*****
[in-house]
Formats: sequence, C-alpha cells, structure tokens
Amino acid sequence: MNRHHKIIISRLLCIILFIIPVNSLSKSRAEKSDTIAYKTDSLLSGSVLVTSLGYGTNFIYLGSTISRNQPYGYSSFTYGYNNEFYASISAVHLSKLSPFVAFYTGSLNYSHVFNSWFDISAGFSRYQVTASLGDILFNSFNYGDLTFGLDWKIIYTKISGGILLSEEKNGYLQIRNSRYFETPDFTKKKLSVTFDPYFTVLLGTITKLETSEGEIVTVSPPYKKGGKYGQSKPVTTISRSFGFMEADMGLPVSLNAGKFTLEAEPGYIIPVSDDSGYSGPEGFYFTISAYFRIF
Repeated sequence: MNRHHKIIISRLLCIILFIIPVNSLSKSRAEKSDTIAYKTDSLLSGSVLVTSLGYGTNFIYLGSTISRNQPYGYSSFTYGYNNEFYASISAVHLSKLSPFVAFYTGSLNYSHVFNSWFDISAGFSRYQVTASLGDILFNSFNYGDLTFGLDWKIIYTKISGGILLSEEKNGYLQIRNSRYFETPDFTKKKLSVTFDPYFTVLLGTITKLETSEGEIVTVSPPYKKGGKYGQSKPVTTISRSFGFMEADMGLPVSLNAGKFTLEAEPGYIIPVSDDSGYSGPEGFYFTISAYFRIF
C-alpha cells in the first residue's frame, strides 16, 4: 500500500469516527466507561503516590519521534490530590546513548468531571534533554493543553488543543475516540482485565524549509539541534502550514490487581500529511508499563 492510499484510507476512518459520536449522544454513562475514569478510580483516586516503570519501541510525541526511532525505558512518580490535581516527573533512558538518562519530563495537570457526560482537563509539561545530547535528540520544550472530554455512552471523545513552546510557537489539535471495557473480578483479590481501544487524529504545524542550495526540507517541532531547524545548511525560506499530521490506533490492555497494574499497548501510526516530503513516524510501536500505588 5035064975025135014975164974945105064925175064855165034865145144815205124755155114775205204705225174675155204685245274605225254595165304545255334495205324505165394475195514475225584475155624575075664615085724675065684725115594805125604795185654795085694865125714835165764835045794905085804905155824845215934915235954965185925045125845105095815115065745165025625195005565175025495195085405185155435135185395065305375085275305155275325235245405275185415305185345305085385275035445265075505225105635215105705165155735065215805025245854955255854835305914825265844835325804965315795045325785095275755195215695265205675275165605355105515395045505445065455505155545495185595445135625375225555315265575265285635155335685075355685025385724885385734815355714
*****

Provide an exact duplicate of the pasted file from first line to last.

[in-house]
Formats: sequence, C-alpha cells, structure tokens
Amino acid sequence: MNRHHKIIISRLLCIILFIIPVNSLSKSRAEKSDTIAYKTDSLLSGSVLVTSLGYGTNFIYLGSTISRNQPYGYSSFTYGYNNEFYASISAVHLSKLSPFVAFYTGSLNYSHVFNSWFDISAGFSRYQVTASLGDILFNSFNYGDLTFGLDWKIIYTKISGGILLSEEKNGYLQIRNSRYFETPDFTKKKLSVTFDPYFTVLLGTITKLETSEGEIVTVSPPYKKGGKYGQSKPVTTISRSFGFMEADMGLPVSLNAGKFTLEAEPGYIIPVSDDSGYSGPEGFYFTISAYFRIF
Repeated sequence: MNRHHKIIISRLLCIILFIIPVNSLSKSRAEKSDTIAYKTDSLLSGSVLVTSLGYGTNFIYLGSTISRNQPYGYSSFTYGYNNEFYASISAVHLSKLSPFVAFYTGSLNYSHVFNSWFDISAGFSRYQVTASLGDILFNSFNYGDLTFGLDWKIIYTKISGGILLSEEKNGYLQIRNSRYFETPDFTKKKLSVTFDPYFTVLLGTITKLETSEGEIVTVSPPYKKGGKYGQSKPVTTISRSFGFMEADMGLPVSLNAGKFTLEAEPGYIIPVSDDSGYSGPEGFYFTISAYFRIF
C-alpha cells in the first residue's frame, strides 16, 4: 500500500469516527466507561503516590519521534490530590546513548468531571534533554493543553488543543475516540482485565524549509539541534502550514490487581500529511508499563 492510499484510507476512518459520536449522544454513562475514569478510580483516586516503570519501541510525541526511532525505558512518580490535581516527573533512558538518562519530563495537570457526560482537563509539561545530547535528540520544550472530554455512552471523545513552546510557537489539535471495557473480578483479590481501544487524529504545524542550495526540507517541532531547524545548511525560506499530521490506533490492555497494574499497548501510526516530503513516524510501536500505588 5035064975025135014975164974945105064925175064855165034865145144815205124755155114775205204705225174675155204685245274605225254595165304545255334495205324505165394475195514475225584475155624575075664615085724675065684725115594805125604795185654795085694865125714835165764835045794905085804905155824845215934915235954965185925045125845105095815115065745165025625195005565175025495195085405185155435135185395065305375085275305155275325235245405275185415305185345305085385275035445265075505225105635215105705165155735065215805025245854955255854835305914825265844835325804965315795045325785095275755195215695265205675275165605355105515395045505445065455505155545495185595445135625375225555315265575265285635155335685075355685025385724885385734815355714